I think it was because we were enjoying it. And, for a couple of us, our bands had broken up at that time. Mine included. We were all floating around, doing this on the side, unsure if it was going to be the main thing. But I started writing songs that I would have given to any band I was in but decided to use them for Trampled By Turtles. It was about songs that sounded like rather than songs that sounded like something else.
Where and when did you find your audience?
What happened first was just Duluth. That was our first audiences. There was a great music scene at the time but it wasn't a huge music scene. There wasn't a lot of cliques or groups based on genre there. That was really refreshing. At a lot of our early shows we were playing punk bands and hip-hop acts and basement parties. Just because we were all friends in the scene.
That was a cool way to start and it made me view our audience in that way as well, that they could like our band and all that other stuff. These days? It just depends on the room. At a festival, we might wind up before a younger audience. We've dabbled in the traditional bluegrass world. We have a complex relationship with that crowd but that's probably oversimplifying it.
There are those hardline traditionalists in bluegrass who get upset if you deviate from the norm in any way.
There is that. I imagine other genres have that as well. Bluegrass is the one that's been thrown in my face the most. But I can't control what people think. We've never made an attempt to be a traditional bluegrass band or sound like one or look like one or play that material. If people are upset that we're not a traditional bluegrass band, I don't know what to tell them. We're not. We agree with them.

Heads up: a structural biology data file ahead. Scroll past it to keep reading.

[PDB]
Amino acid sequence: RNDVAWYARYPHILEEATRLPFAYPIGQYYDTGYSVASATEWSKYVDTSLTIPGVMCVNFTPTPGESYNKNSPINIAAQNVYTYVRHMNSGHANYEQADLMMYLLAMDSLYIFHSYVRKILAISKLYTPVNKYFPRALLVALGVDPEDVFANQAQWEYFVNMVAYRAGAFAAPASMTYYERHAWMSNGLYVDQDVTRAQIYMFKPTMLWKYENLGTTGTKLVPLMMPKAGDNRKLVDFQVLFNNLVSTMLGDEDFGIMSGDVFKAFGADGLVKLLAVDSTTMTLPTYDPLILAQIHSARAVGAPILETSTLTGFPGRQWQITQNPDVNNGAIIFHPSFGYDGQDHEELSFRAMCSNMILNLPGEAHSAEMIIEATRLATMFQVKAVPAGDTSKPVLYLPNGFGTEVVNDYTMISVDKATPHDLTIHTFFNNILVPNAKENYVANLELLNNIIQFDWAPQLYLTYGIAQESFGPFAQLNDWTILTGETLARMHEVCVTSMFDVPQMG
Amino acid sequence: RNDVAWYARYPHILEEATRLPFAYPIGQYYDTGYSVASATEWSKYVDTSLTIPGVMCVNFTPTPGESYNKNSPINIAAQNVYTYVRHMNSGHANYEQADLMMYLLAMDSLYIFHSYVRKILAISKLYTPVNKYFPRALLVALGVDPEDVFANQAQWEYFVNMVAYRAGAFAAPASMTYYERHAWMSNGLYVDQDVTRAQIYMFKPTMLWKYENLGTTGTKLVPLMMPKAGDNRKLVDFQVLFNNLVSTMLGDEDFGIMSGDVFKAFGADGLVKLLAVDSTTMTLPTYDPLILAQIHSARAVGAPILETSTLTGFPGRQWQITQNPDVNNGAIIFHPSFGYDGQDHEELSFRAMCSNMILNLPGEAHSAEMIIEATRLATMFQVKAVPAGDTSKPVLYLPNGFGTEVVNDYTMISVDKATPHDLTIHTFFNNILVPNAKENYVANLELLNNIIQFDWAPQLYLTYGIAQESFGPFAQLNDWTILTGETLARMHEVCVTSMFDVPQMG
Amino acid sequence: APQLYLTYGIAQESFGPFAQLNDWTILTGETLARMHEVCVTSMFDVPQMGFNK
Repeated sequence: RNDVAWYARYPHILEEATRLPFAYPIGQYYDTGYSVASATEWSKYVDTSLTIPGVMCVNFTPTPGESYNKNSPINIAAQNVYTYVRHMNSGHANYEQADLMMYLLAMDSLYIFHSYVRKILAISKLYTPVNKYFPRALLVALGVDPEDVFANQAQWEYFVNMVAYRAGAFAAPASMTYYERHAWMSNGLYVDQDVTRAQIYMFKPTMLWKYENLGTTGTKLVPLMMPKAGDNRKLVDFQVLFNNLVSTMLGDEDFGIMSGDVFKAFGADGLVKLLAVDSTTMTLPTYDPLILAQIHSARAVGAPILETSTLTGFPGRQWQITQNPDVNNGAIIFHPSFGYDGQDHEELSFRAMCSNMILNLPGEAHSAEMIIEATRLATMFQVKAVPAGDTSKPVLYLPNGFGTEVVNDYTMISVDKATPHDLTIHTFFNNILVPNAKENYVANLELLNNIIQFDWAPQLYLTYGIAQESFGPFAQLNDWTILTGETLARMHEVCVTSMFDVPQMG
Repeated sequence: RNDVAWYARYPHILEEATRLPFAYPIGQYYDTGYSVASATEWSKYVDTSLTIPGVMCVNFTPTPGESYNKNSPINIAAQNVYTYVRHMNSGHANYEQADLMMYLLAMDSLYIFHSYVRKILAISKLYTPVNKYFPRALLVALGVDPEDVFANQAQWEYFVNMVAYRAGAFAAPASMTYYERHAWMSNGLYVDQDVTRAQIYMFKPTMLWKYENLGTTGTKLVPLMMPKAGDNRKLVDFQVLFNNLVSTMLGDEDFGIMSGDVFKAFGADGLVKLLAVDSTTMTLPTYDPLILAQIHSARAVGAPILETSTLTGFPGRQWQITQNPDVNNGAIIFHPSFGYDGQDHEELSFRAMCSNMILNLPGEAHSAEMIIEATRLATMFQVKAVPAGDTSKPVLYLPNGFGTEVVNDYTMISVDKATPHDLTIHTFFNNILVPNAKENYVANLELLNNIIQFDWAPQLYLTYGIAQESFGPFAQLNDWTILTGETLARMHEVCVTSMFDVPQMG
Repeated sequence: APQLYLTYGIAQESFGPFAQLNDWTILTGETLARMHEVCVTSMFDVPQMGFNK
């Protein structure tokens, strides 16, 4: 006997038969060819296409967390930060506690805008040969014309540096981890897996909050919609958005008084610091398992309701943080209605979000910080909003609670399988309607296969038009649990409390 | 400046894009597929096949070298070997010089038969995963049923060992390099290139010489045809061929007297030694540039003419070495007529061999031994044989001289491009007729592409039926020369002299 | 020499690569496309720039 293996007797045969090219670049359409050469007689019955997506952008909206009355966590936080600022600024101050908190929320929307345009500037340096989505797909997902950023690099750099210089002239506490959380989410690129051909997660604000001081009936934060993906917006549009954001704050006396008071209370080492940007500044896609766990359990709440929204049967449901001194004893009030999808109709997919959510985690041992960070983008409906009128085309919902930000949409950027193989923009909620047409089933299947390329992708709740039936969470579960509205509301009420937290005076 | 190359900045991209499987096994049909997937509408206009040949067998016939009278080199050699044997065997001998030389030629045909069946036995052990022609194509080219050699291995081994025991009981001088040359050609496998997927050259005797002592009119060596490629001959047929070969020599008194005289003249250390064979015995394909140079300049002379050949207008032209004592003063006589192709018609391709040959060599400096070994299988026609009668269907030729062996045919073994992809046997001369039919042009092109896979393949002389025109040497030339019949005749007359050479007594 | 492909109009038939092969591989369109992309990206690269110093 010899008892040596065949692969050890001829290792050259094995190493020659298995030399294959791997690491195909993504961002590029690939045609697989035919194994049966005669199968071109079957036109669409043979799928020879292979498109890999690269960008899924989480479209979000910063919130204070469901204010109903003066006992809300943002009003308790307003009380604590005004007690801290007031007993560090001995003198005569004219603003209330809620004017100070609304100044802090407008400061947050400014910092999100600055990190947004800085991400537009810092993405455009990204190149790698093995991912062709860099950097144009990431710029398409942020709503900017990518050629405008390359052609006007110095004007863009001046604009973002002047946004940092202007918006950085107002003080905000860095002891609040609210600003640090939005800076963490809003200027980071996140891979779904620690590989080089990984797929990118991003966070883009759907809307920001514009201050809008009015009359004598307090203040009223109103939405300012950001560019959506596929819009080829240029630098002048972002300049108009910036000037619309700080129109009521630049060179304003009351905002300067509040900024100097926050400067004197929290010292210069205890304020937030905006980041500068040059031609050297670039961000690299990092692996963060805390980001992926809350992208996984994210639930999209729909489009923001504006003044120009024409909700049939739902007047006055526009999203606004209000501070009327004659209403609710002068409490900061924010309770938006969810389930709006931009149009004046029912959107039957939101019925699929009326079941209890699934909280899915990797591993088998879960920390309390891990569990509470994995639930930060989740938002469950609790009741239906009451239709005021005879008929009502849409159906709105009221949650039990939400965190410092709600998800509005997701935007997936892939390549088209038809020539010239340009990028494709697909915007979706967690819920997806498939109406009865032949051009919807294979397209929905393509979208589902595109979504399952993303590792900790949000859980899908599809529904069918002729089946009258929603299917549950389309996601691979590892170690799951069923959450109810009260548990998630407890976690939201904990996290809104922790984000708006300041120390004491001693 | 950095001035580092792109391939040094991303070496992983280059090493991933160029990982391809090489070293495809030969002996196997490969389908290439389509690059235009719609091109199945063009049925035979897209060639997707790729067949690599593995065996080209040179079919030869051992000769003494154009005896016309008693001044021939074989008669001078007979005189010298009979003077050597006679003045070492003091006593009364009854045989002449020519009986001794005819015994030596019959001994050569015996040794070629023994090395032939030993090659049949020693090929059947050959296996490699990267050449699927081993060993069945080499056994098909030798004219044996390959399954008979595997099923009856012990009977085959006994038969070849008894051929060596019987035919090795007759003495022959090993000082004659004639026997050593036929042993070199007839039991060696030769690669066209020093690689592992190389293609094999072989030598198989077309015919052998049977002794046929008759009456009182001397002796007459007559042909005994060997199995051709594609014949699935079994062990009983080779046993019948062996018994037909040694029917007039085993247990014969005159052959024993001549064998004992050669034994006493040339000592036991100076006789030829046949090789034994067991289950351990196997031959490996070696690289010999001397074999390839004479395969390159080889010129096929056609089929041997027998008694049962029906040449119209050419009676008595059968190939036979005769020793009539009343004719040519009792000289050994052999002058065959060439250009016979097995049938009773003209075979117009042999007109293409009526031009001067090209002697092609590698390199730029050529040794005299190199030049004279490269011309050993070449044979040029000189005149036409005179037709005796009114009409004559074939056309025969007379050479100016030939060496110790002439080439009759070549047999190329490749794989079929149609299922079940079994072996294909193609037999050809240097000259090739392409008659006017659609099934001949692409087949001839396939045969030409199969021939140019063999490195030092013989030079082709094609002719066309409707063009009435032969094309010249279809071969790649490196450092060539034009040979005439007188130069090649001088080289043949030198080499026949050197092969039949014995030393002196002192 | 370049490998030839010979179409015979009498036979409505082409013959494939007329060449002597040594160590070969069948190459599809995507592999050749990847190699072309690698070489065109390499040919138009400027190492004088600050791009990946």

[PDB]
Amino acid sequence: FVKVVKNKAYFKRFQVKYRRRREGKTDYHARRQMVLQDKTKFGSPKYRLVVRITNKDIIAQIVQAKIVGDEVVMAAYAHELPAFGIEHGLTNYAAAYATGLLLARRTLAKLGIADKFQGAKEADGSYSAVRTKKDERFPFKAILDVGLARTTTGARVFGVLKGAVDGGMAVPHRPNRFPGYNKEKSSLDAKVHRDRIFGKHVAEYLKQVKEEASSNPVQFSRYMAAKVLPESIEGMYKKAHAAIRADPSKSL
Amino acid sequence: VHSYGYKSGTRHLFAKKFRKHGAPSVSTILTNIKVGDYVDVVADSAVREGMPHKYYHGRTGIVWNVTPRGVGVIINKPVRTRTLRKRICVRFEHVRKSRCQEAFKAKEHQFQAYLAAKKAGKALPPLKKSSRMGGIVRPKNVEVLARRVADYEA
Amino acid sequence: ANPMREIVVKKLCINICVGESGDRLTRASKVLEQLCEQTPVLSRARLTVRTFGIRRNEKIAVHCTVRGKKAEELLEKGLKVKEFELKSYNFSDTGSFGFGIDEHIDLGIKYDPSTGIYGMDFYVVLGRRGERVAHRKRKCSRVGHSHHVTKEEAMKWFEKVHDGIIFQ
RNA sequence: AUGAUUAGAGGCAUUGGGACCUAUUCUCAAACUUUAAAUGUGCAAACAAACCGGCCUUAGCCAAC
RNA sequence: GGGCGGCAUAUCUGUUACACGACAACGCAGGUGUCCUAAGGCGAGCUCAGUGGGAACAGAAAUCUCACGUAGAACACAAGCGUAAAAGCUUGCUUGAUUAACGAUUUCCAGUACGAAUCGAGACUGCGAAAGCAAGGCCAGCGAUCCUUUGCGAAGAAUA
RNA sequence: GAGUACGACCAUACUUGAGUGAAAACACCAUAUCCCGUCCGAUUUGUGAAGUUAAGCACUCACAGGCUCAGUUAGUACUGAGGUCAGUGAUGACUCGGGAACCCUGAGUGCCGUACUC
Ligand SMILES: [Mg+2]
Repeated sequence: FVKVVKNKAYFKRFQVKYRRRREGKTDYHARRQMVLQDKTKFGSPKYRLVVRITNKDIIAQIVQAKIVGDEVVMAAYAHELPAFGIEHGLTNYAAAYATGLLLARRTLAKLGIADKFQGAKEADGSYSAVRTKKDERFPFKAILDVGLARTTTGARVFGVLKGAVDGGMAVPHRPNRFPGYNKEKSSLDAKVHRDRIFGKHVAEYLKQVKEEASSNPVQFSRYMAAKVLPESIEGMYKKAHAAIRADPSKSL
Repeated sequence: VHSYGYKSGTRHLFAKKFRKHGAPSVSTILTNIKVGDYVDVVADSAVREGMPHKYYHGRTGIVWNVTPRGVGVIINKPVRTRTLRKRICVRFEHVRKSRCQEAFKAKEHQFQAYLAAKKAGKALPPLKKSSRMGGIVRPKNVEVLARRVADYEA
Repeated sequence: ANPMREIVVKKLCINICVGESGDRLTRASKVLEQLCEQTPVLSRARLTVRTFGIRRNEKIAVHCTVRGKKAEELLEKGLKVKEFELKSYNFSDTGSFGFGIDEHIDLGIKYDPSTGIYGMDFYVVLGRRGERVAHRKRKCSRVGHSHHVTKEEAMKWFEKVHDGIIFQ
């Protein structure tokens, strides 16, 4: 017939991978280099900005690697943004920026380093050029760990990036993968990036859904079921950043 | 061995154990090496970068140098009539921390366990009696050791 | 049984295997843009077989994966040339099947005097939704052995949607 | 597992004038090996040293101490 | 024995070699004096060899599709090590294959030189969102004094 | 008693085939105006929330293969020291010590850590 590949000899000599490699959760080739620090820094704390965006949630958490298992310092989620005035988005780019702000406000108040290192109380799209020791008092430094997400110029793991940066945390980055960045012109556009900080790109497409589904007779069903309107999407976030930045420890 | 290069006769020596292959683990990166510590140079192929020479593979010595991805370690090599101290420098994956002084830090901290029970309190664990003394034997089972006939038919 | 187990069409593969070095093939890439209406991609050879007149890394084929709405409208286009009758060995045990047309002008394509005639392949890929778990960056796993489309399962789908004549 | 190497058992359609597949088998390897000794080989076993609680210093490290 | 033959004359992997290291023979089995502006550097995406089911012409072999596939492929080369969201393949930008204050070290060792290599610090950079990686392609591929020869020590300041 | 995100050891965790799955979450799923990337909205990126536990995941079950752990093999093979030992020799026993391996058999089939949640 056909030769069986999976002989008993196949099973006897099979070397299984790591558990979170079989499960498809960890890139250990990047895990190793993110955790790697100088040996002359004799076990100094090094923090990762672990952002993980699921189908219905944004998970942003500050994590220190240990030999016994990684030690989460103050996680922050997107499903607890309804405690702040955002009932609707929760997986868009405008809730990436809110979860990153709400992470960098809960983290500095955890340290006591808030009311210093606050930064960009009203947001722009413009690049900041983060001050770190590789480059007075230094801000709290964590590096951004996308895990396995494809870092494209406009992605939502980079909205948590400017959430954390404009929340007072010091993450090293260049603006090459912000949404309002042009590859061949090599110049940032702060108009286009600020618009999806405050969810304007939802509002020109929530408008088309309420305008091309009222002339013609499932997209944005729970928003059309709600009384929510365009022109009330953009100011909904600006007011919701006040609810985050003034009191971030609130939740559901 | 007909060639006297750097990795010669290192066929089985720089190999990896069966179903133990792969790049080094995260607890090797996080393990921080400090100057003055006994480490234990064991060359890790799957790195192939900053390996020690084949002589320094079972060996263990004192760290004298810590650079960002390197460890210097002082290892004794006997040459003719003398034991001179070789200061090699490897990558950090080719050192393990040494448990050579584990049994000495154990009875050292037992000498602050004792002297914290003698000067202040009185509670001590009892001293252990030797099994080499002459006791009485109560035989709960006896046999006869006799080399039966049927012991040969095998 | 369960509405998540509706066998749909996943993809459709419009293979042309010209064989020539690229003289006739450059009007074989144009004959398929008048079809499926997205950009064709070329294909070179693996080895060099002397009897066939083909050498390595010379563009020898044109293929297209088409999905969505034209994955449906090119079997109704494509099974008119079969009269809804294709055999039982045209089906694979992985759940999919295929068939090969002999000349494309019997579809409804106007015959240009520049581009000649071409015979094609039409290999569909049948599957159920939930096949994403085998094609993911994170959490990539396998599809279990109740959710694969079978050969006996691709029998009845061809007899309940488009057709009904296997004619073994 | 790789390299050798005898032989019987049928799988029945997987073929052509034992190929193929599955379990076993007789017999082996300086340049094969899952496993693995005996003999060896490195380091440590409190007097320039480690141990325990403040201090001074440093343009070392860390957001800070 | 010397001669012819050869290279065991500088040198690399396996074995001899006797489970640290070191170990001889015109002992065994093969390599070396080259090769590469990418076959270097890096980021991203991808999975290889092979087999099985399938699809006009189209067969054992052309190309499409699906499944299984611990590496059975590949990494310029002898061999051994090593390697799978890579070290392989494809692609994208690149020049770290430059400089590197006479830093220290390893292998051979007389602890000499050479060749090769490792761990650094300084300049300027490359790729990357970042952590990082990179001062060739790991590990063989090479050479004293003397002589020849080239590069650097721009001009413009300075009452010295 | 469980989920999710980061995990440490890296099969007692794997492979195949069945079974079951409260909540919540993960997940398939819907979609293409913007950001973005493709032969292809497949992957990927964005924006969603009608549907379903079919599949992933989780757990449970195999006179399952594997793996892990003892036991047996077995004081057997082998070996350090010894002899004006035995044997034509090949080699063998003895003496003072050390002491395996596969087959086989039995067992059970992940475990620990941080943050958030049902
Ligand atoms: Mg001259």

Tell me a little bit about Life Is Good On The Open Road and maybe how this is different or similar to past albums.
We took a break, got off the road, didn't play any shows for a couple of years. Most of us went off and did other musical projects. When we decided that we'd had our time and we were going to come back and make a record I think we collectively decided that we wanted to do something really simple and live and raw, similar to how we had recorded out of necessity when we started out because we could only afford two days in the studio.
We went to Pachyderm, a beautiful studio outside the Twin Cities, and sat in a circle and played the new songs. It just felt really easy and friendly and casual. It was great, really. It was probably my favorite recording session that I've ever done.
When you start a band, very often everyone is friends and everyone's excited as you're climbing your way up. Then, over a period of time, people begin to have children or develop other interests. Does it become harder, as the years go on, to focus on that goal in the same way as in the early days?
It does, as a group. Everybody still has that focus but it doesn't always happen at the same time anymore. It used to be all we had to focus on when we were younger and starting out. But like you said, life gets more complicated as you get older. A lot of wonderful things come into your life that need your focus, like children. Owning a home, whatever you want to pick. It does become harder to keep it a priority at all times because it just can't be. My interest in making music and my drive to keep on writing and creating, that hasn't waned at all. I just have to sleep less to fit it all in now!